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Most Retirees Prefer to Stay Put

AARP survey finds 3 in 4 hope to remain in their home

Sharon and Howard Johnson at home in Central Point, Oregon

Courtesy Sharon and Howard Johnson

Sharon and Howard Johnson of Central Point, Ore., have modified their home with updates that will allow them to more easily age in place.

While it’s common to daydream of someday moving to a sunny clime or exotic locale, a clear majority of American adults would prefer to stay in their current home as long as possible, a new AARP survey of adults age 50-plus reveals. But only 46 percent think that will be possible. 

More than 3 in 4 people — 77 percent — agree with the statement, “I’d really like to remain in my community for as long as possible,” according to AARP’s “Home and Community Preferences Survey,” conducted by NORC at the University of Chicago. Nearly the same number hope to stay in their current house. But only about half of adults 50-plus think they’ll be able to stay put. “We know that most people want to stay in their own homes, and the fact that many won’t be able to says that we need to do more to ensure that people age the way they want to,” says Joanne Binette, senior research adviser for AARP policy research and international affairs. Among the poll’s other findings:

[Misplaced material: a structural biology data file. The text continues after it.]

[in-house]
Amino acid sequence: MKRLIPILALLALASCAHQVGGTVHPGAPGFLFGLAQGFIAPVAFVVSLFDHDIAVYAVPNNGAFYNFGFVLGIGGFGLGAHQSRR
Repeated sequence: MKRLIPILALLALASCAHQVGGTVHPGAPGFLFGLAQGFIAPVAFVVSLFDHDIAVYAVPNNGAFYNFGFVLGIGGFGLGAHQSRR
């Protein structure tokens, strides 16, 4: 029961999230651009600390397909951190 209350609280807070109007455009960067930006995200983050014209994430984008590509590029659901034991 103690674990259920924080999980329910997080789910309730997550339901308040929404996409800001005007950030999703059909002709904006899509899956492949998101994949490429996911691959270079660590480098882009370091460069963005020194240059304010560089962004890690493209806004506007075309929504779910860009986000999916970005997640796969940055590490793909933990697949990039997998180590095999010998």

• 36 percent plan to modify their homes to enable them to stay as they age.
  • Bathrooms and entryways are the most likely modifications.
  • People were split on whether they’d share their home in order to stay there; 32 percent said yes, and 29 percent said no.

The full study can be found here.